"(North Wilkesboro) was a fun place to race. It had the two-day qualifying deal where they average the time and a lot of different gimmicks. I guess the biggest thing about these deals, the biggest thing is what a bargain Bruton (Smith) got and the Bahres got for what they paid for the place. I guess that's the wildest thing I see. It's funny, and it's going back to the car owner's side when I was trying to run these deals. You set out a budget and you figure on going to North Wilkesboro which was a fairly local deal from the standpoint of where everyone's based. Then you go to New Hampshire and you go to Texas. That makes a logistical nightmare, just from what's happened here this past weekend, talking to go back (to New Hampshire) after Thanksgiving. To me, it's like the sport grows, but the bigger we get the harder it is to deal with the logistic side of the sport. Now we pack races in every weekend. What happened last week, which was a totally unforeseen deal, and it backs us up. That's the problem I see. We don't have any room for error in this sport at the moment.

"I know what Terry is going to do and what he's not going to do and vice versa. You can come up to him and have an inch between you and him and the guy you don't know, you might have to have a foot or two or three. It's been a lot of fun. As many years as we've been doing it, we're very fortunate to still be here. You look back, and we've seen a lot of situations the last 20 some odd years in this sport, especially with the deal in February that happened to Dale. It's like we've been to keep going on and on and on. I've been very fortunate, very lucky and proud to have done what I've done the last number of years. To race Rusty and all these guys, it's been unique. I don't know anybody else in any other sport that could do it.

"It's a race track (New Hampshire) that's difficult to get hooked up to on cold tires. I've been there when it's overcast and cold and when you go out to qualify you want to pray for the sun. That's probably the only place in the world you want the sun out. I've been there in a lot of different circumstances and it's just hard to get the heat in the tires. If the race track's cold, if the air temperature is cold, it's just going to make that problem that much worse. You'll probably back off at the flagman's stand. You probably won't be able to get in the gas but about a car length before the flagman's stand. It's going to be a tough deal.

"(Kansas) is similar to Chicago, but the back straightaway is straight where Chicago has got a little bit of dogleg or a little bit of curve to the back straightaway. If you closed your eyes and woke up in the morning, you wouldn't know if you were at Chicago or Kansas City as far as looking at the facility.

"I think the competition is closer and that causes everybody to race a little harder and not necessarily smarter. Some of these guys don't realize that these are very long races and a lot could happen. You've got to get to the end of them. Like that deal at Darlington a couple of weeks ago. I could have been 17th or fourth. I ended up fifth, so I was very lucky. It's just one of them deals that a lot of cars are left running on the lead lap at the end of the race and the problem is a lot of pressure is on a lot of guys to do well. People start sticking it in places they don't need to go. Pretty much with 10 laps to go, it's an open deal. You've got to hope you're in the right place at the right time. The unfortunate side, we're going to Talladega in a few weeks, and it's going to be a tough mental deal to deal with from the standpoint of the way you've got to race there. It's really pretty nice when you go to these races and you run the last 50 or hundred laps under green, but when they start having cautions right there at the end, there's a lot of cars left on the lead lap and it sure does make it tough. You know something is going to happen. I agree sometimes with what they do and I disagree sometimes. I guess everybody's got an opinion.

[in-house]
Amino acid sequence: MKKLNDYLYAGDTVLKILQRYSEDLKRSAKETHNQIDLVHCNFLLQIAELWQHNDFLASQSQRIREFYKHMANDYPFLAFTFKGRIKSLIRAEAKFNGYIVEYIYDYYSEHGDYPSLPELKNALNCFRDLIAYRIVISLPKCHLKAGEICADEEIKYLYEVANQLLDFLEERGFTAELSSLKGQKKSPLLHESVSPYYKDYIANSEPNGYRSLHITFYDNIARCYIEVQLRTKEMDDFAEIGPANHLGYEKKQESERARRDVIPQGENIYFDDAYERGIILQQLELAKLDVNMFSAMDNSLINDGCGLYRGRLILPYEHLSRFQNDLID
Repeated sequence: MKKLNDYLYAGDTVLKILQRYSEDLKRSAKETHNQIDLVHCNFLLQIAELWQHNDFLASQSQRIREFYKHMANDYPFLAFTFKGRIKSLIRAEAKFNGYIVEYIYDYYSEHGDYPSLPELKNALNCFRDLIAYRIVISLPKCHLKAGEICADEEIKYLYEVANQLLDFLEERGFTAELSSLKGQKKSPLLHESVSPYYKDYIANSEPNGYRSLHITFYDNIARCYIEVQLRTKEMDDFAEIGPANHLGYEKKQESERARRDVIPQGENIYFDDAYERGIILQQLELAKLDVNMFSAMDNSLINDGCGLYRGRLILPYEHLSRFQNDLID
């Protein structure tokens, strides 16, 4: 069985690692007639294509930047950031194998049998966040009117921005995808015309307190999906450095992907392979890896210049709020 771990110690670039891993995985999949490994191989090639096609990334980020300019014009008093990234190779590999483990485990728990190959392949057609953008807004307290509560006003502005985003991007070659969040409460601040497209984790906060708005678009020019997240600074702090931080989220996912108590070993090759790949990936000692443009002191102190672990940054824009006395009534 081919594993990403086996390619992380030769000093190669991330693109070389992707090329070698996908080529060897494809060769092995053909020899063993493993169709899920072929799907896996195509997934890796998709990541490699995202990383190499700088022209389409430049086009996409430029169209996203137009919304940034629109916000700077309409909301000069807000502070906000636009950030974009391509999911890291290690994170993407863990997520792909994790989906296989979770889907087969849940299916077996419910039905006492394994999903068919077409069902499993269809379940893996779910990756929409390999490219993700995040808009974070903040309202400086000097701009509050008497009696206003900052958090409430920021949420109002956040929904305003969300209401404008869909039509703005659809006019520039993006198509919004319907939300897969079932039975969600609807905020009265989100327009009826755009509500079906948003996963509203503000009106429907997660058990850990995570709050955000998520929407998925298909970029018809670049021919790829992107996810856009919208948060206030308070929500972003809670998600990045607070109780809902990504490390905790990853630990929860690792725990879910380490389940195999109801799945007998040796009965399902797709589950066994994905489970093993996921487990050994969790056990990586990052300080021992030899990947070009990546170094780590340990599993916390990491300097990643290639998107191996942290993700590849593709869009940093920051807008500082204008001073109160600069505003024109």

"Dodge as won a couple of races. They've come a long way. I really didn't know what to expect from the program. Ray (Evernham) had a pretty tough learning curve to start with and now he's starting to get his people in place and his organization the way he wants it. I think it'll be a continuing growing thing. One good thing about it, Ray understands racing and he's been very good to work for from my standpoint. He kind of lets us do his own thing and I've got some really good guys around me right now. They've made me look good. From the standpoint of the future, I feel like we've come a long way and things are looking up."

-Dodge Motorsports

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About this article
Series NASCAR Cup
Drivers Bill Elliott